Interview with Brooklyn Winery
Thank you Conor!
1. What is the history of your winery?
Our winery was conceived in 2009 and born in 2010, so we are very young. The co-founders, one native New Yorker and the other a Southern California transplant, came up with an idea to start a winery in Brooklyn where people could have more access to the process in a low key atmosphere. Not having any history in the wine business, they hired me to build out and run the winery. I moved my family out from Northern California where I grew up and had been making wine since 2003. Our first release of white wines came out in June of 2011 and quickly sold out. Our 2010 red wines will be coming out in the fall of 2012, while our 2011 whites will be out this summer. We have since increased production to just under 5000 cases a year, with plans for continued growth in the coming years. We do not own our own vineyards, but source high quality fruit from reputable growers with great land.
2. What is unique about your winery?
Well, for one we are located in Brooklyn, New York. A true urban winery, the building we use has a long history. Most recently a nightclub, it has housed a creamery, funeral parlor, auto body shop, pickle factory, and an “import/export” company (I picture Mafia guys sitting around playing cards and planning their next heist where my laboratory is now). Another unique component is our front of house operation. I designed a 16 faucet tap system that is exclusively for our wines made on sight. It gives me a lot of flexibility to showcase different styles of wine. For example, a three wine flight of Chardonnay showcases a stainless steel, barrel fermented, and skin contact version of the same vintage and vineyard. We also sell bottles of certain wines to go, like a traditional tasting room.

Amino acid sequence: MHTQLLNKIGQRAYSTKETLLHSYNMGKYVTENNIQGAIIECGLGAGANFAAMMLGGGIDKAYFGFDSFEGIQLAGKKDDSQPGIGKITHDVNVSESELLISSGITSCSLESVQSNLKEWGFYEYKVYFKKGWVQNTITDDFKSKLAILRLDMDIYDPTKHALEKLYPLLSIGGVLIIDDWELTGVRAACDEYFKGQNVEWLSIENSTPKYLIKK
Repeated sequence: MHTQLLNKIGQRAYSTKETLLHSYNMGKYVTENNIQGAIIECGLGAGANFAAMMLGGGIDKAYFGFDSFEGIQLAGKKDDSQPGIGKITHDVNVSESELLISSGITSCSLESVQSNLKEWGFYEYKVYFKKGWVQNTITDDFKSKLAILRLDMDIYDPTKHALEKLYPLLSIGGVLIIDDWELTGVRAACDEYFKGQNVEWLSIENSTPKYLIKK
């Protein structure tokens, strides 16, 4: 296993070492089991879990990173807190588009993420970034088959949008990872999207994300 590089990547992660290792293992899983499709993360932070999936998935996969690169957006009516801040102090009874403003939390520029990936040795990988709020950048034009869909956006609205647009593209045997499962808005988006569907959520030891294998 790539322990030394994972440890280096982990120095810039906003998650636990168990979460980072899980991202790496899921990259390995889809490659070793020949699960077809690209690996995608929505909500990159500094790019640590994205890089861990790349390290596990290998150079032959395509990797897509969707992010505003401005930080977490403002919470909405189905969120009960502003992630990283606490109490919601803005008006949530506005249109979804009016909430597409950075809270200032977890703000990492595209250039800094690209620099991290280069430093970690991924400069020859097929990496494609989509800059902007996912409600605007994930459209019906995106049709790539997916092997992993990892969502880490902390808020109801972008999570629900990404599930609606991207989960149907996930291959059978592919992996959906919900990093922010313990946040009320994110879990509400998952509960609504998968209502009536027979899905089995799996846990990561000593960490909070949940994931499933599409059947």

3. What wines do you specialize in?
I specialize in a broad range of varietals and styles. Currently I am working with the following; Riesling, Chardonnay, Pinot Noir, Cabernet Franc, Cabernet Sauvignon, Merlot, Syrah, Petite Sirah, Zinfandel, plus a few small lots of other varietals. (I like to stay busy!) I like to create different styles of wine with the same fruit, especially the white varietals. You can get such different results depending on the techniques employed in the cellar.
4. What makes a great bottle of wine?
A great bottle of wine is created out of a combination of vineyard site, vineyard management, cellar technique, and the palate of whoever is guiding the winemaking process.
5. Where do you think the wine industry is heading?
When it comes to the wine industry, the essential elements of why it has been around for so long will always continue: Grow it, make it, and then enjoy it. As to where it is heading, I really think it depends on the region. For example, New York and California have very different trends and trajectories. New York wines are getting more of the attention they deserve, especially with the Rieslings grown in the Finger Lakes and public awareness is still being pushed. California is starting to pull back on the over ripe fruit bombs, and going back to creating more interesting wines. I think this is because more people have access to wine from different regions found around the world that previously have been difficult to obtain, so the competition is fierce.